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Your father forgets to bring home dinner.

It's not that big of a deal, really, because when Delia says, "um, food?" to him, he smacks his palm into his forehead and offers to take the two of you out. Which is fine, it's very nice, it's not like dinner is the end of the world.

"Ephram, are you going to come?" your father asks you.

It's not that big of a deal, except in how for maybe, five minutes, you hated him again desperately for being too busy to think of you and Delia. You called him an asshole in your head, and you thought about how you were going to ream him out when he got home for being too busy and being too much of a doctor to be a good father.

This five minutes was precisely between seven oh three and seven oh eight. You know because Futurama was just over, and your stomach had growled insistently, and suddenly you realized that your father was late.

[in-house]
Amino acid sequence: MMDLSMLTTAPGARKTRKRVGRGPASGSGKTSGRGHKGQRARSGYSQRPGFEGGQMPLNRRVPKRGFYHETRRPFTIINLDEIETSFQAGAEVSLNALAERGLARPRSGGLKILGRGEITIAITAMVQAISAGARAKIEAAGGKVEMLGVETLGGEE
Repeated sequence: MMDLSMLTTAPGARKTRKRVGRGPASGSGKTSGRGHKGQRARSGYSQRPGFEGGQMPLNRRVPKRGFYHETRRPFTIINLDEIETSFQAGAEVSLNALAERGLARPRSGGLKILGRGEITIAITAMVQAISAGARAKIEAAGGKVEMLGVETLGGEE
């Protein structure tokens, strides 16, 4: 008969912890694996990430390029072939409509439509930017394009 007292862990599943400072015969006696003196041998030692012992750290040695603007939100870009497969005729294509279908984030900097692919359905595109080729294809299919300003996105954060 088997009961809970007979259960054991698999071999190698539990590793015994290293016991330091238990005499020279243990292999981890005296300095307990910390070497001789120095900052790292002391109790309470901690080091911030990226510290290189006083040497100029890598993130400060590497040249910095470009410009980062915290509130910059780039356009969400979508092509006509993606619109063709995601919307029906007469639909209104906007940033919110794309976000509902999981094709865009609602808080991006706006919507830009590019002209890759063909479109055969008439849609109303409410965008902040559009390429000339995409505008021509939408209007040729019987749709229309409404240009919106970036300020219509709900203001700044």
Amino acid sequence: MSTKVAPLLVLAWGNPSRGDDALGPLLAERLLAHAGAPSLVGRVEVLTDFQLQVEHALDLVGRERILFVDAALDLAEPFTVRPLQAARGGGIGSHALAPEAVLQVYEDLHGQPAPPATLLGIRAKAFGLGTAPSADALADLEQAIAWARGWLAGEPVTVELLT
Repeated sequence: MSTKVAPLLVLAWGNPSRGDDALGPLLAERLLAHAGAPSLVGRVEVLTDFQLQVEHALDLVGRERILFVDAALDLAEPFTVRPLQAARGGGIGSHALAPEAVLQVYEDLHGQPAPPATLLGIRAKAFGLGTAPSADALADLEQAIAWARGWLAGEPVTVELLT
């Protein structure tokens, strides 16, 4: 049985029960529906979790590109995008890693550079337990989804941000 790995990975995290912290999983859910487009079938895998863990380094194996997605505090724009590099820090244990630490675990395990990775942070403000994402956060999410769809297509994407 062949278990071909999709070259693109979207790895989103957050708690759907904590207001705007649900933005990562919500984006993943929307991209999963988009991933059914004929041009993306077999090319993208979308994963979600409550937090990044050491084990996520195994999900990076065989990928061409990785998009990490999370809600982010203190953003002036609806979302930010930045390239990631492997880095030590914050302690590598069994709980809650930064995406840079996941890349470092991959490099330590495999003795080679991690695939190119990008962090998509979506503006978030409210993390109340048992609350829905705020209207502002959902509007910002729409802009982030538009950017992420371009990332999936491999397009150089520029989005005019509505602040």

It ended when he came in the door at seven oh nine, face red and breath visible in the air, and said, "Boy, it's cold out there."

Delia rushed over to hug him, and you suddenly felt guilty, because your dad, he hadn't been working, you remembered. He wasn't working.

He was at Colin's grave. And each minute he was late was another minute he'd been standing outside in below-freezing temperatures.

"Come on, I thought you were starving," your dad says again, with a bit of a grin.

The front door is already open, Delia's bundled all up against the chill. Your dad, as he speaks, lets out breath, visible and misty even in your living room. His grin isn't real, his life is slipping out of his mouth, between his lips, and leaking into the living room. You're watching it happen.

Your dad jangles the car keys impatiently, and doesn't seem to notice.